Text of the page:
Stage Presence for Presenters and Facilitators Part 2: Fundamental Skills

Stage Presence

In Part 1 of this series, we covered the topics of setting the stage and engaging with the learners as they enter the room. If you missed that article, click here: Part 1.


Build intrigue

There are a few administrative things we are often required to do at the beginning of a program such as workplace safety information or a program outline and while they are important, they are very ‘beige’ and can take energy out of our group. It would be ideal if someone else covered this for us, but in the absence of this we must make sure we deliver the information with the same passion and presence we intend to go on with. Commence the actual presentation with a relevant and provocative question to the group, or perhaps a story which illustrates the importance of your topic. Some writers in this area suggest we start our presentation with the conclusion or bottom line and work our way back to that point over the rest of the presentation. I’ve never tried this, but I can see the logic. A nice circular argument. A strong start is essential. Win them over to your topic – and yourself, right out of the gate.


Use your body

It is important to tell the story with our gestures, our face, our posture and our position. Part of our stage presence is our connection with the individuals in the group, so make eye contact with them as much as possible. In large groups it is harder to make eye contact with individuals, but that’s okay, we can scan the room, front to back and left to right. The key is to not be looking at our notes, our slides or our shoes. We shouldn’t forget the importance of a smile. It bonds you with the group, calms everyone and builds a sense of safety and trust. If the topic doesn’t lend itself to a smile, then we must make sure our face conveys the correct emotion.



What about our hands? Are they adding to our presence or detracting from it? One study found that the most popular TED Talkers used over 450 gestures while the less popular ones used about 270. The listener gives 12.5 times more weight to our hand gestures than to our words, so use them well. When presenting, our gestures should be slightly exaggerated, especially with large groups. We need to keep them above our waist, but not in front of our face. Don’t forget to slow your gestures down to give greater emphasis.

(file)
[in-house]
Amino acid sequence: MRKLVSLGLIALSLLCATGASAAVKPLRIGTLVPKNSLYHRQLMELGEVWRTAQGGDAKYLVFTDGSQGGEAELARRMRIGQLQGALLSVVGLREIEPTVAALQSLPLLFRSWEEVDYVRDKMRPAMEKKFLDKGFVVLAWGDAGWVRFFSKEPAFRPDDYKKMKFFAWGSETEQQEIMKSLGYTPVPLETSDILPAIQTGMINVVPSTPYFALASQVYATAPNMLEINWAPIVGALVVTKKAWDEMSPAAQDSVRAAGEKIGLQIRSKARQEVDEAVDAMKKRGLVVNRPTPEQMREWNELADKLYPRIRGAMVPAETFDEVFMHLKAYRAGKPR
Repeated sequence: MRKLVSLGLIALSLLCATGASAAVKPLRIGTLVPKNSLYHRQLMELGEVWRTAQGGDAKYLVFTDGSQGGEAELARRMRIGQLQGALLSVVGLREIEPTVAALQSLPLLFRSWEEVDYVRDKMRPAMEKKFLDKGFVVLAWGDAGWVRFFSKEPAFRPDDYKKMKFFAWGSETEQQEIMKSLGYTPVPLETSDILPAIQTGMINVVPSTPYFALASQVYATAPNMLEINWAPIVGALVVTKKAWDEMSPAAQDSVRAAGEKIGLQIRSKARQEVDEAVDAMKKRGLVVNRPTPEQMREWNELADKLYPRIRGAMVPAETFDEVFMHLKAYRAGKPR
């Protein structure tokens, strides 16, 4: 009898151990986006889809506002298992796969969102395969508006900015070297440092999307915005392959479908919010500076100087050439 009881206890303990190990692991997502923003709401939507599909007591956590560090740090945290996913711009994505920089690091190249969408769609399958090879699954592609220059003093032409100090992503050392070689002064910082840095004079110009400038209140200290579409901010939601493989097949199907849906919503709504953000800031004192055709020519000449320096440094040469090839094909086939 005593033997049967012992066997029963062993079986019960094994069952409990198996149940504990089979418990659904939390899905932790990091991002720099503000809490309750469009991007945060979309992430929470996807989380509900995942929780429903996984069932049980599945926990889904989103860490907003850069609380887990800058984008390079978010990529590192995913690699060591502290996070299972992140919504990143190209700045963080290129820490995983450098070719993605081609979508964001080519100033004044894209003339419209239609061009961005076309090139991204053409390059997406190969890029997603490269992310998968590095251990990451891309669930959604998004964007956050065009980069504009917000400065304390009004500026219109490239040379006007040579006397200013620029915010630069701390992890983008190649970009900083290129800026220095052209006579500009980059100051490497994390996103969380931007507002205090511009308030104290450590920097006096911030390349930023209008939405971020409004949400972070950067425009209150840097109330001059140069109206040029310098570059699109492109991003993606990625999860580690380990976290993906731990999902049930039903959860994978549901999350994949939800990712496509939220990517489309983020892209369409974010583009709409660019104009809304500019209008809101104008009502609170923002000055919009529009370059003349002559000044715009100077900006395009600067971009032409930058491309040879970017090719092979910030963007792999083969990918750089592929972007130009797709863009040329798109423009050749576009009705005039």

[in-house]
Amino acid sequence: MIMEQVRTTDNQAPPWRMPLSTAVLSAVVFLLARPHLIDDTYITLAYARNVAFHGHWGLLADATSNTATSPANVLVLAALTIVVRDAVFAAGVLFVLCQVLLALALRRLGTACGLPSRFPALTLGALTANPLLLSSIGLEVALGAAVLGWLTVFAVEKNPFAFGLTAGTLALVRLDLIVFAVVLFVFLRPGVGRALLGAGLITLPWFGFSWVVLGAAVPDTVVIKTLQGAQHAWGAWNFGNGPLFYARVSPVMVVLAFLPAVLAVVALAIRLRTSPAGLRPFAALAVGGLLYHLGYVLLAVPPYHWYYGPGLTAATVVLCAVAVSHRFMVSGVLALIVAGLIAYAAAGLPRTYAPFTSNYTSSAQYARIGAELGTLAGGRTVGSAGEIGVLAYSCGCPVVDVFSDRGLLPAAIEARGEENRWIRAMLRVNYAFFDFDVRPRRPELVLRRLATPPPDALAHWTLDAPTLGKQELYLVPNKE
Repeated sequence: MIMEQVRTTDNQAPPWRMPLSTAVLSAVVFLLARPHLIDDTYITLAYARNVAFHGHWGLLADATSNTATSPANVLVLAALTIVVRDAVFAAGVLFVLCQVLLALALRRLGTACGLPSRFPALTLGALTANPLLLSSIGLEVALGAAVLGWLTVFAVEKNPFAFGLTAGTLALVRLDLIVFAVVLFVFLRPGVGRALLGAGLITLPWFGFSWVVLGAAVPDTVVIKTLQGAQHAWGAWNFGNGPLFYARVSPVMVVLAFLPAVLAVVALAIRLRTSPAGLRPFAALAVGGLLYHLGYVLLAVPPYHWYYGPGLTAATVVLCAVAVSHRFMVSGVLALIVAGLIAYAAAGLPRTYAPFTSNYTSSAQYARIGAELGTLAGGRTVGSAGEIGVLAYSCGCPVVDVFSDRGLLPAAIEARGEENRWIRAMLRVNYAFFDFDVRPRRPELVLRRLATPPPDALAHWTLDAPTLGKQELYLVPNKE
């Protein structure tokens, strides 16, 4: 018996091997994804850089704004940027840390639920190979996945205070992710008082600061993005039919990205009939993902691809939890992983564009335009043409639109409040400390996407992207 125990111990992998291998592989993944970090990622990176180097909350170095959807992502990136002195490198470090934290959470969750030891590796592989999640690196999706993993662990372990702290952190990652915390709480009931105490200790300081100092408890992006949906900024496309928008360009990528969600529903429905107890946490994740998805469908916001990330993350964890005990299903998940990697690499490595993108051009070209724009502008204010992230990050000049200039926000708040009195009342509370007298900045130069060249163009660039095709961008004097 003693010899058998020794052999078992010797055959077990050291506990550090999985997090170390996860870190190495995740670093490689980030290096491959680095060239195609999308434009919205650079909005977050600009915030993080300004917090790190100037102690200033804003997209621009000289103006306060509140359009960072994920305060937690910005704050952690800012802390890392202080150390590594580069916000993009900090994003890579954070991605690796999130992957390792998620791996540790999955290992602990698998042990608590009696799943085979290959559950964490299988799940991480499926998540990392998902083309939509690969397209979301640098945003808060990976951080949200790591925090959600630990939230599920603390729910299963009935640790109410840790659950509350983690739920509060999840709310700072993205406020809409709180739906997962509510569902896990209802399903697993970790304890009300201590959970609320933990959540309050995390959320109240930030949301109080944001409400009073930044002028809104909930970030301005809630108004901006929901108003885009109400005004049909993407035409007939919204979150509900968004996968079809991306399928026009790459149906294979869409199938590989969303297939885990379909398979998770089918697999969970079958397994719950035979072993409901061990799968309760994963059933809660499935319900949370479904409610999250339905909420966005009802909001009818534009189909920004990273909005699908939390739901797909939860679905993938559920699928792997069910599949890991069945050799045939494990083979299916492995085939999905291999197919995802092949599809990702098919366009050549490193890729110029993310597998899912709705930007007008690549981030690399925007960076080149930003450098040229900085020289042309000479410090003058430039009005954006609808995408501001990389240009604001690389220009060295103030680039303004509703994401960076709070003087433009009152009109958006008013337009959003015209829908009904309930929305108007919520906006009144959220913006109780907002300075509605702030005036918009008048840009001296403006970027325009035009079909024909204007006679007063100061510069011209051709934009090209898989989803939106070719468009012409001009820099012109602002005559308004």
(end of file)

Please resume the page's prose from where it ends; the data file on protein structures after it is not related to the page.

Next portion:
Our stance should be open, commanding and confident. Posture is important. Stand straight, eyes looking at the group, feet slightly apart and pointing forwards. Imaging a string pulling the top of your head toward the sky. Below I’ve listed a number of negative stances. There may be occasions and contexts where they are acceptable, but they should be minimised:

  • The “fig leaf” (hands clasped straight down in front of us) displays weakness and fear. So, the only time we might want to stand like this is to portray vulnerability or timidity.
  • Having our hands behind our back could be viewed as thoughtful, but it might also be perceived as being superior or arrogant. So, we might do this if we were contemplating someone’s statement and formulating a reply. But only until we begin to give our reply.
  • Standing with our hands in our pockets can come across as too casual. It may be useful to break down barriers, or, while we are listening to someone in the group, but shouldn’t be overused.
  • Having our arms crossed appears cold and closed off, with an air of superiority. Sometimes it comes across as fear (putting up a barrier). We might stand like this momentarily to indicate that we are not convinced by another’s argument, but don’t hold that position for long.
  • Some experts suggest hanging our hands by our side with no movement, to me this just doesn’t look natural, and I would say it lacks any expression.

When we are delivering, we should place equal weight on both legs (power and presence), without tilting to either side, unless we are listening or thinking. We can also lean into our audience (slightly) as this shows enthusiasm and engagement.



An actor varies the pitch, speed and volume of their voice to give meaning and emphasis to what they are saying. Like an actor, our voice should display enthusiasm and emotion. Gaps and pauses in our speech can give ‘weight’ to what we are saying. To balance that however, there shouldn’t be any awkward, long silences. We need to learn to talk through any unintended silences – for example, when we are adjusting a piece of equipment, or waiting for pre-recorded media to load – we need to practice the art of “confident banter.” When we have something important to say, we need to remove all other distractions. For example, we should blank the PowerPoint presentation, move to our anchor point (see Part 1) and let all eyes focus on us. A lower tone of voice conveys depth and purpose to the words we speak. That doesn’t mean we should fake a baritone voice for the duration of the presentation, but nervousness often results in a higher pitch, so managing our nerves will help our vocal tone convey an authority and presence.



We need to be comfortable enough with what we are presenting to enable us to focus on how we are presenting. To use our body and our voice to give weight and authority to our presentation. In the final part of this series I will focus on what I consider to be the more complex skills such as observing the group, being bigger, storytelling and working the stage.


Article by Adam Le Good, Director of Fundamental Training and Development

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Fundamental Training and Development offers a range training on this topic. All our programs can be tailored to your specific needs. If you have any questions, or comments, or if you would like discuss your learning and development needs, please contact Adam Le Good at Fundamental Training and Development on 0412 101 115 or